5 Chaco Culture Is A World Heritage Site Like No Other

The Pueblo peoples have over 2,000 years of history and culture waiting to be explored in this Chaco Culture World Heritage site. Visit Chaco Canyon, a hub for ceremonies, trade, and political activity, or explore the unique ancient urban ceremonial center that is unlike anything else ever constructed. And if that wasn't enough, the park is also home to the Aztec Ruins National Monument and a string of other archeological sites, all situated in the beautiful and striking New Mexico desert.

4 Taos Pueblo In New Mexico Offers A Unique Insight Into Pueblo People's History

Nestled in the valley of a Rio Grande tributary sits Taos Pueblo, a World Heritage site that consists of several ceremonial buildings and adobe dwellings in terraced tiers from a Pueblo Indian settlement dating back to the late 13th and early 14th centuries. The site reflects the living culture of the present-day Pueblo Indian people and is remarkably well preserved. Your visit will be equal parts informative, beautiful, and awe-inspiring.

Related: 10 Native American Heritage Attractions Everyone Should See

3 The 20th-Century Architecture of Frank Lloyd Wright May Be A World Heritage Site, But That Doesn't Mean You Have To Visit

While it is technically one World Heritage site, the 20th-Century Architecture of Frank Lloyd Wright (yes, it really is that much of a mouthful) consists of eight different buildings throughout the United States, including Fallingwater in Pennsylvania and the Guggenheim Museum in New York. If you're into Wright's organic architecture, then by all means pay his buildings a visit, but there's no need to cross the country to tick all eight off your list.

Related: Four-Month Cruise Visits 56 World Heritage Sites In 30 Countries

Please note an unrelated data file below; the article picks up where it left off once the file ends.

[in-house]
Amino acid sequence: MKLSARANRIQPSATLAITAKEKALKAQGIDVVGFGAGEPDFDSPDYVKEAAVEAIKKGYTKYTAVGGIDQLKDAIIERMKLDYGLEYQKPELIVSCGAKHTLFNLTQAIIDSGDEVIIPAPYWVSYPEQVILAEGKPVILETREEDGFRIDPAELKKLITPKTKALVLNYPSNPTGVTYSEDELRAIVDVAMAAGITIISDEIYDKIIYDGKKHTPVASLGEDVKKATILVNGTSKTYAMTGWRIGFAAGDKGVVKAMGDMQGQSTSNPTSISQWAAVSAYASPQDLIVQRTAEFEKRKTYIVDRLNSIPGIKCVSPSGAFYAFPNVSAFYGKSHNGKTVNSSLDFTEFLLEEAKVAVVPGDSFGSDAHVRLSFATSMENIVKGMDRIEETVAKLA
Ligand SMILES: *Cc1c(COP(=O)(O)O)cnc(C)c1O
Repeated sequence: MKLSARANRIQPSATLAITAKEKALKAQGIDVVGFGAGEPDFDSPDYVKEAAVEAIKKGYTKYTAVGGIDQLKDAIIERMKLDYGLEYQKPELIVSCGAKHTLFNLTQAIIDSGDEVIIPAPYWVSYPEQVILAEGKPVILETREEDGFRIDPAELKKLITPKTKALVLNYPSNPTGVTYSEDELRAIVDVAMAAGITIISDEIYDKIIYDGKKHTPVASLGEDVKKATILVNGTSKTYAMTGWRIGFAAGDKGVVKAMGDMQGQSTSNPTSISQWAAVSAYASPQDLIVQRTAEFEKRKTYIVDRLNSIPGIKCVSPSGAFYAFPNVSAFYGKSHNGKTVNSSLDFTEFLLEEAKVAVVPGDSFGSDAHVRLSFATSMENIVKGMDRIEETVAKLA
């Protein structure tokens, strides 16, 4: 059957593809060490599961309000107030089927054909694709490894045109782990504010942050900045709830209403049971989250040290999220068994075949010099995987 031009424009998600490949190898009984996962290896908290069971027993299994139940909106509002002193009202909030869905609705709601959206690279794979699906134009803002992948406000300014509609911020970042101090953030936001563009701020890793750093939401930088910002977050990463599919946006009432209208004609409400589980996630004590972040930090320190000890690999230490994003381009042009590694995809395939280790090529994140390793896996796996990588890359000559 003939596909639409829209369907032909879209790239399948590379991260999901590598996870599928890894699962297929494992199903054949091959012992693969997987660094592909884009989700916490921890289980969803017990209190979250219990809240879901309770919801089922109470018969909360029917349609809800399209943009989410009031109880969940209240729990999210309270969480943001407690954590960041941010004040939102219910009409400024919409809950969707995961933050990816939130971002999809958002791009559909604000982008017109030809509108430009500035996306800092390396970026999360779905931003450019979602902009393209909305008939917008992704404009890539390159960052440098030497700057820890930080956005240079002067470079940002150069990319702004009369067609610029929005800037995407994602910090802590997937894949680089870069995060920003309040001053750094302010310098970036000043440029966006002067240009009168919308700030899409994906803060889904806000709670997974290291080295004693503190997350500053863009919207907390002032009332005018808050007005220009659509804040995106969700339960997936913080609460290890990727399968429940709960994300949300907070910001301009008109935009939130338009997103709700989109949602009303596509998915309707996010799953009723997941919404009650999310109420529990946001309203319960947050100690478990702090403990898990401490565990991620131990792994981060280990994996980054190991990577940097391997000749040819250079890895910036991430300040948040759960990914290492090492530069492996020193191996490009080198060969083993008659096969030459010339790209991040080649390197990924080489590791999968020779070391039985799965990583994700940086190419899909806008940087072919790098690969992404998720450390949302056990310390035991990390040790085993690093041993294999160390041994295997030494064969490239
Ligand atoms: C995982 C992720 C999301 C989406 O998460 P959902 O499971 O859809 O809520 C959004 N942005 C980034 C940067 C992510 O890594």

2 Redwood National And State Parks Are A Treasure Trove Of Natural Beauty

The phrase "coastal mountains" inevitably paints an idyllic picture in one's mind of standing high up on a rocky outcrop, absorbing the suns' warm rays and watching waves crash onto a deserted beach below. And that's pretty much what you can expect from Redwood National and State Parks. That, plus the world's tallest and most impressive trees located in lush Hollywood movie-esque forests. The only downside is having to choose between the trees and the ocean.

Related: 20 Sites Just Added To UNESCO’s World Heritage List

1 Monticello And The University Of Virginia Have A Lot Of History But Are Less Impressive Than Other World Heritage Sites

As with Independence Hall in Philadelphia, if brushing up on your history isn't your idea of a fun vacation, then consider skipping Monticello, the plantation home of Thomas Jefferson. The site is also one that requires a certain level of deep reflection and introspection. This visitor gives a great description of how to visit the site and process the weight of the history it represents.

Next: 10 World Heritage Sites That Will Change Your Perspective